Michael Chabon, chairman of the board of the MacDowell Colony and author of novels such as the Pulitzer Prize-winning “The Amazing Adventures of Kavalier & Clay,” gave a talk in the evening President Martin, director of the Center for Humanistic Inquiry Martha Umphrey and executive director of the MacDowell Colony Cheryl Young opened the talk. Chabon read from “Fountain City,” ­­­­­a novel that he had worked on for five years that will not be published. He read his annotations aloud, giving insight into his writing process.

“The autobiographical nature of his writing revealed not only his prowess as a writer, but also the role that the personal development of the artist plays,” Sarah Whelan ’17, an intern for The Common who attended the event, said. “Essentially, his talk underlined the point that the success of a piece of writing is determined partially by the author’s own self at the time of writing, rather than only the merit of the project itself.”

Friday night ended with a poetry slam in the Powerhouse, hosted by Daniel Gallant, the executive director of Nuyorican Poets Café, a famous poetry slam venue. Nine poets competed for the first-place prize, a pre-paid trip to New York City. Each poet performed two original poems and a panel of student and staff judges scored their performances. A short “Haiku Deathmatch” followed intermission, with themes the judges chose, such as “The Socials” and “Curiosity.” Latrelle Broughton ’19 earned first place, followed by Irisdelia Garcia ’18 and David Ruth ’17.

“The surprise Haiku Deathmatch particularly was a lot of fun,” Broughton said. “ I’m also happy that I was able to share the space with so many of Amherst’s talented poets, I felt as if I learned a lot from them.”

“A Conversation with Mark Bowden and Stacy Schiff” took place on Saturday in Lewis-Sebring and was hosted by Cullen Murphy, the editor-at-large of Vanity Fair and chair of the board of trustees.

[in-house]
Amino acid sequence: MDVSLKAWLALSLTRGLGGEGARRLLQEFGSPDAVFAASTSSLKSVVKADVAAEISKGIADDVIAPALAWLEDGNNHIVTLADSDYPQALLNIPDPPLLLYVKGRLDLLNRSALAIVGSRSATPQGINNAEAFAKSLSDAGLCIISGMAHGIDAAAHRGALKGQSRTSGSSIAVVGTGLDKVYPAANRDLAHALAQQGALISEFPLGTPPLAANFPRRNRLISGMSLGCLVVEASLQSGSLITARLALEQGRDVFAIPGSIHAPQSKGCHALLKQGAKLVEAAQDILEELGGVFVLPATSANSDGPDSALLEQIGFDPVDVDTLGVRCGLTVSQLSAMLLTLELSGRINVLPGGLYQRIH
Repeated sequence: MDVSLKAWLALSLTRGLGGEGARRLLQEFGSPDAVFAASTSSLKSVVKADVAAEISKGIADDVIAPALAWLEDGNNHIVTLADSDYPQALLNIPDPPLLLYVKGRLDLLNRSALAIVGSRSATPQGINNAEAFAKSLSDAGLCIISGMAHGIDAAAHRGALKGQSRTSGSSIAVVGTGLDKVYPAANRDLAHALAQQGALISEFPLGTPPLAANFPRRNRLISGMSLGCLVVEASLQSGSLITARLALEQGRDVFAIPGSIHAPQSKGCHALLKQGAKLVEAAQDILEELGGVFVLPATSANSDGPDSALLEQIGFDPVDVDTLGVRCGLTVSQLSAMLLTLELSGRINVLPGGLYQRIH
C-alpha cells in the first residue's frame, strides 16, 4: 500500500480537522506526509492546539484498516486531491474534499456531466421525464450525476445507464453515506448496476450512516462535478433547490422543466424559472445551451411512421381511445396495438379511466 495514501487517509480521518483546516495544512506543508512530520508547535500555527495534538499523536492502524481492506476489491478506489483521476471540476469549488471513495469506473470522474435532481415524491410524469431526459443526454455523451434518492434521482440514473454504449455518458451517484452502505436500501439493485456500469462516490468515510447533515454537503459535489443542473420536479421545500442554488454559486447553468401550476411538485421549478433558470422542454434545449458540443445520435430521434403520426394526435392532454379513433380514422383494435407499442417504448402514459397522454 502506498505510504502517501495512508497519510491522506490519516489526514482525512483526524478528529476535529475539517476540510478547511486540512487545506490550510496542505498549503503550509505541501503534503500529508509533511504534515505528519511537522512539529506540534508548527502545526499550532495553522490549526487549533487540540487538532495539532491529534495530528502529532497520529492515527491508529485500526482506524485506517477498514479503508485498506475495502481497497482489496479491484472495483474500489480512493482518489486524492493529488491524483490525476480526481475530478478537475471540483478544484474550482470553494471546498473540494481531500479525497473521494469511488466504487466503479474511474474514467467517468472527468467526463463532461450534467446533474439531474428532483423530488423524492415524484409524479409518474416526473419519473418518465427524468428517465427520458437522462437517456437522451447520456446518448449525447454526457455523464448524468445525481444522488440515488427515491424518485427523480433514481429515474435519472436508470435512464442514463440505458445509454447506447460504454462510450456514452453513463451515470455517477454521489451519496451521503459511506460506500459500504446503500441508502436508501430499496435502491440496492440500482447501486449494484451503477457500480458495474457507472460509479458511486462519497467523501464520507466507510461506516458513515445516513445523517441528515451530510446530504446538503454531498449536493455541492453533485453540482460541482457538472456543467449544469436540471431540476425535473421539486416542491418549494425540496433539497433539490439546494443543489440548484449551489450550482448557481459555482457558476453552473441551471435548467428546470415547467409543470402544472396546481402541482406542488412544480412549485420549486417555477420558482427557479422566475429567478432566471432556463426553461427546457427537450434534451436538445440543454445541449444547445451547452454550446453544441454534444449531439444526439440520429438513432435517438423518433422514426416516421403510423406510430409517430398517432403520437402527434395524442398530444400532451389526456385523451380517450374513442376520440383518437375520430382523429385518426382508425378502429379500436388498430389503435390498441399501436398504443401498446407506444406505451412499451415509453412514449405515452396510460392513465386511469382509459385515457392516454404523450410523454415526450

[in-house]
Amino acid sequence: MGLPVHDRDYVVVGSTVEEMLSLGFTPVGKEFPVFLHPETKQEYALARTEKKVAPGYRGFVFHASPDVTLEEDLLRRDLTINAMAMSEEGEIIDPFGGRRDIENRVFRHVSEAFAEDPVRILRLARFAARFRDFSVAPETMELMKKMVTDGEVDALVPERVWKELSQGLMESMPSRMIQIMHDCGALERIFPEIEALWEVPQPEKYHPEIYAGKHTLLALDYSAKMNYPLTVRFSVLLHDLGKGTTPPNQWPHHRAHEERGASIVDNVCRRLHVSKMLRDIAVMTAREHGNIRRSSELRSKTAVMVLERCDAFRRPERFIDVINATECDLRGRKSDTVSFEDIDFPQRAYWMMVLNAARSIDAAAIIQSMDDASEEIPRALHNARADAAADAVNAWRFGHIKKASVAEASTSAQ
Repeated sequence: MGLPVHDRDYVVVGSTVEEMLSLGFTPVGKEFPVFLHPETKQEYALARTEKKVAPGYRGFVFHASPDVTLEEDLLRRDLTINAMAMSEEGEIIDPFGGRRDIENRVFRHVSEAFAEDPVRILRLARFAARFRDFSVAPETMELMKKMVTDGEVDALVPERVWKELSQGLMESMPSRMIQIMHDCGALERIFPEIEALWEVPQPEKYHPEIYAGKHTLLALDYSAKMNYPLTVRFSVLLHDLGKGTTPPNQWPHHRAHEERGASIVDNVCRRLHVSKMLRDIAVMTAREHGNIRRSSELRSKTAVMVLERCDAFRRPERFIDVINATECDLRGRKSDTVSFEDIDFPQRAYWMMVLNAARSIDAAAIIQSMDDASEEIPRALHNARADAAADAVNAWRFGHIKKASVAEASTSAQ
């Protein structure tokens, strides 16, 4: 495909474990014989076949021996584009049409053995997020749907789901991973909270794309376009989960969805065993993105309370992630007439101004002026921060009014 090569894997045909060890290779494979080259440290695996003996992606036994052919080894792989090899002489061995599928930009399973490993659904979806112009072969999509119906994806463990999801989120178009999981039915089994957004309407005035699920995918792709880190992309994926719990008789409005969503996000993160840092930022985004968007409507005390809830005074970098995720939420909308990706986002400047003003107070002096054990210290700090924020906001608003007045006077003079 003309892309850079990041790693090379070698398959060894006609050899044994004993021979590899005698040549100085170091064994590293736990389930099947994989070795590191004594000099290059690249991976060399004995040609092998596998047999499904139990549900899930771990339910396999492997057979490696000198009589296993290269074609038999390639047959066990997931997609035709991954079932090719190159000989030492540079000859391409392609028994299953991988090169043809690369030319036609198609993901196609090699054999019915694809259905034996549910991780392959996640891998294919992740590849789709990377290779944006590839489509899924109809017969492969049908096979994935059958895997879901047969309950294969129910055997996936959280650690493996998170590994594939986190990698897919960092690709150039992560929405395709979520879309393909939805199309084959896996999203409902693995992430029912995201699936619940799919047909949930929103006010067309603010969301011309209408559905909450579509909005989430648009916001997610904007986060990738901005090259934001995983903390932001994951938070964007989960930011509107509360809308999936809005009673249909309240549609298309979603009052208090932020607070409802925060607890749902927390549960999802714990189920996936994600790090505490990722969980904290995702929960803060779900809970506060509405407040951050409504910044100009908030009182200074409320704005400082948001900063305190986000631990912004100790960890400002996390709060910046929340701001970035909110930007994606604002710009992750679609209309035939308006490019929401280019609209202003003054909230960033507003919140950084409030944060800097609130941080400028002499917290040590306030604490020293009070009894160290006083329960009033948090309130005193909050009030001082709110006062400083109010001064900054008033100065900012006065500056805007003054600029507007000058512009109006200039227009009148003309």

“With two radically different approaches to the art of nonfiction, Stacy Schiff and Mark Bowden both seemed driven by a mix of curiosity, inventiveness and compassion” Burshteyn said. “Both write such tightly-woven, closely-researched narratives that seem generated by an almost inhuman knack for research and understanding: Their conversation was a wonderful peek behind the curtain of their mastery.”

Schiff is the author of “Vera (Mrs. Vladimir Nabokov),” which won the Pulitzer Prize. Bowden is a national correspondent for The Atlantic, contributor to Vanity Fair and best-selling author of numerous books including “Black Hawk Down,” which was a finalist for the National Book Award and adapted into an Academy Award-winning film.

“While the main focus of this inaugural LitFest is non-fiction, other genres such as poetry sit comfortably beside non-fiction because they are all focused on the writer’s act of creation,” executive director of the Emily Dickinson Museum Jane Wald said.

Two tours of the Emily Dickinson Museum, which includes the Emily Dickinson Home, a U.S. national historic landmark, took place Saturday afternoon.

“In this special Saturday program, we want to position Emily Dickinson not as a cloistered recluse, but rather as a powerful and well-connected writer,” Wald said. “Not exactly the Emily of popular imagination, but a different take on her vocation, her class, and her opportunities.”

LitFest concluded with a mini-colloquium in Alumni House honoring French professor Jay Caplan, who has taught at the college since 1985. French professors Thomas Kavanagh from Yale and Ann Smock from UC Berkeley spoke at the event.

The primary organizing team consisted of Wald, Acker, Mackey and Umphrey. In an email interview, Mackey said the team closely consulted with the English department and with Paul Gallegos, interim associate director for student activities.

“It seems fitting that the LitFest reflect the college’s rich literary tradition from its very founding into the present day and even beyond, to writers yet to be inspired by the power of language they’ll discover at Amherst College,” Wald said.